Mikhel’s Tale

It is a bitterly cold night, even by my standards. Tortu doesn’t get quite as cold as Minneapolis, and the wind in the Twin Cities can cut through you. I was bundled tight, but not tight enough to keep the shivers out.

I let myself in quietly through the back door. We keep a light on in the back storage room, so getting the coat and scarf off and the boots shucked is easy and I don’t have to stumble around. I don’t want to turn the main lights on (we’re not open yet), so I tell the under-shelf lights to turn up to 10% — just enough to take a look around.

The place hasn’t changed in the three months I wasn’t around, and the year-plus that Flogging Brews hasn’t been open. It looks like it’s has been tended to. (Apparently Ret, Brit, Mercy, and the rest of the crew come in and keep the place dusted and mopped, but I didn’t know that then.) I stand a long time behind the bar in the gloom, taking in the ghosts.

Not long, old son. Not long now.

The cold and the exertion are catching up to me. I am not supposed to be out tonight. It is too cold tonight for me to breath properly, and Grete fussing over me gets too smothering at times. She thinks I’m staying home reading, but I just couldn’t (could not!) stay away any longer.

I don’t know how I got exposed to COVID; I did the mask and distancing, and still came down with the bastard. We closed down, which just by itself near killed me. I had saved enough to keep the place up and pay the utilities; Boss’s endowment will keep the bar going while it is open, but doesn’t do much for us when we’re not. I even managed to pay the crew something. (Not enough, in my opinion.)

When COVID hit, I thought I could tough it out — Grete’s care and chicken soup really are that amazing, but in the end even that didn’t get it. When the day came I couldn’t drive myself to the hospital, and I wasn’t about to expose a Lyft driver to that shit. I finally called Grete, who of course well chewed my ass for waiting so long, and she and Ret took me. It got pretty bad there in another day or so, and they finally put a tube down my throat.

(Not recommended, folks. Get the vaccine, wear the masks, and keep the goddamned distance.)

Fortunately, l started to rally and the tube came out. I got better, slowly. I missed pneumonia by a whisker. No one could visit me, of course, but the online life will do in a pinch, and whoever it was that snooped and found out my birthday told everyone else, and there was a cake delivery and a Zoom party.

The whole place is very quiet. A little snow has been falling outside all evening, and it enhances the quiet that lay heavily in the room.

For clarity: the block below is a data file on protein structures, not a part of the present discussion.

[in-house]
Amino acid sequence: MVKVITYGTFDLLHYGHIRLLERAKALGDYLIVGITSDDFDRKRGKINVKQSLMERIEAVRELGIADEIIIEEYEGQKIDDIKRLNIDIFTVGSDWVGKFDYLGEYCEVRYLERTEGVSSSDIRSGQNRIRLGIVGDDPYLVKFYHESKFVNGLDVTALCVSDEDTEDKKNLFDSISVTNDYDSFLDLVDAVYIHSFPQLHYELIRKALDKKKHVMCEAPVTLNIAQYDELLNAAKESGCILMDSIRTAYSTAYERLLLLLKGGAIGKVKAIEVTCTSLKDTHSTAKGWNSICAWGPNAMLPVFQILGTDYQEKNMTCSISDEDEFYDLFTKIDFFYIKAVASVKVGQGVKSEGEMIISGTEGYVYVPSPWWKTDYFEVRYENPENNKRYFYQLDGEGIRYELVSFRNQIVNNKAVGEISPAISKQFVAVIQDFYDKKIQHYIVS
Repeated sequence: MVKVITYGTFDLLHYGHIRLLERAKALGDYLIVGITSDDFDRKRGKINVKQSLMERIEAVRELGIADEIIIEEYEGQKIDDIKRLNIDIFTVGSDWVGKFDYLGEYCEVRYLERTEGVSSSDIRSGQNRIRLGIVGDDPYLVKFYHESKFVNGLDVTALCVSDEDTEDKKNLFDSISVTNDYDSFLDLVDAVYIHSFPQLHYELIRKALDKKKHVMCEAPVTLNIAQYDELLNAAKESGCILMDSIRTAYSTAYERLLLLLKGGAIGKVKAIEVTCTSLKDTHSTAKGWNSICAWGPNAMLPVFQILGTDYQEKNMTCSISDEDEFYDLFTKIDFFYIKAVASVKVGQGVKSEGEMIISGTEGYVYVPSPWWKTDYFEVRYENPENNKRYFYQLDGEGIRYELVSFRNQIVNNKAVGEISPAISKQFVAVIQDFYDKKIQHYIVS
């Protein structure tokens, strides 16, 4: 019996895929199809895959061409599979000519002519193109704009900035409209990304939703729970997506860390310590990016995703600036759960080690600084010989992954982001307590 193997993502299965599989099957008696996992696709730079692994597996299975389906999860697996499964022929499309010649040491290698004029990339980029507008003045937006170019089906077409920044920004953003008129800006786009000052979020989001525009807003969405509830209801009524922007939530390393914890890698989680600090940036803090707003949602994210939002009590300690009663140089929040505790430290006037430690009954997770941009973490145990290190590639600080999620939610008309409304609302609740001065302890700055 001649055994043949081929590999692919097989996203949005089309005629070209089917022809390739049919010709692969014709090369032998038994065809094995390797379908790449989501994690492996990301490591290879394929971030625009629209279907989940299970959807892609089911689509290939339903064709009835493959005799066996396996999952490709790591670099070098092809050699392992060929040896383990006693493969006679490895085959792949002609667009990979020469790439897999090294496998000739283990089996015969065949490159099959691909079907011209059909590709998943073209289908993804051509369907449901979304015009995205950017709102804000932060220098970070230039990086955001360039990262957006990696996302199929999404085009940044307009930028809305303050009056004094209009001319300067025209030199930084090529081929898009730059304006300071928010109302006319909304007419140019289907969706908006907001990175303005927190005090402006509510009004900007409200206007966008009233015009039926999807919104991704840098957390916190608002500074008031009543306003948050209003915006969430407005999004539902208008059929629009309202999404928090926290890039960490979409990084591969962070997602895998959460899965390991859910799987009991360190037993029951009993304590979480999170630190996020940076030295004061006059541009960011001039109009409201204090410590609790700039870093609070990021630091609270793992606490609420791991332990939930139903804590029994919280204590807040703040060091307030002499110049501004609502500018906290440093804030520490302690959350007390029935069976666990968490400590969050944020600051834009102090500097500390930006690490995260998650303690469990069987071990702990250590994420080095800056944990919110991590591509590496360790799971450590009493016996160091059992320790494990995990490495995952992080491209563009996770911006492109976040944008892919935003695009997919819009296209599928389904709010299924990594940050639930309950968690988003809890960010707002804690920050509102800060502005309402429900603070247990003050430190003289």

You know that feeling when you know there’s someone in the room even when you don’t see them?

“Hello, Mikhail.” It was Shen.

“Shen! I didn’t hear you come in.”

“Gentle snow makes all else quiet.”

“It’s good to see you, Shen. I’ve often thought about you.”

“And I you, my friend. How are you feeling?”

“Tired, but the place here has a way of picking you up. How are you doing?”

“I am well.”

“May I offer you a cup of tea? We have . . . ” I hesitate while I look in the tea and coffee cabinet, “. . . some Republic of Tea Keemun.”

“That would do nicely.”

It takes me 10 blinkin’ minutes to find the kettle, but soon that familiar smoky fruit scent is in the room. It tastes wonderful. Shen doesn’t have his go board with him. Just as well — I am not up to a game, and Shen likes his friends too much to allow them to beat him.

There is a long silence, punctuated by the sound of sipping tea and enjoying the dark.

“Mikhail, when do you reopen Flogging Brews?”

“Soon, Shen. I think the first of May if I am up to it.”

Shen sets his cup on the bar. “Then it is up to us to help make that happen. You need to go home and rest.”

I nod. “I know. I just could not stay away any longer.”

“Understood. Go home, Mikhail. All will be ready as long as you prepare yourself.”

I think about that. “Yes, you are right. Thank you for coming by.”

“I will wash our cups and put things away.”

“Thank you.” I move toward the back room to put my coat on. Before I get far, Shen calls to me.

“You know how many people depend upon your bar and what it offers. Do not disappoint them.”

Without turning, “I know. I promise that I will get better.”

As I get my coat and boots on, I see the front lights go out.

I promise that I will get better.

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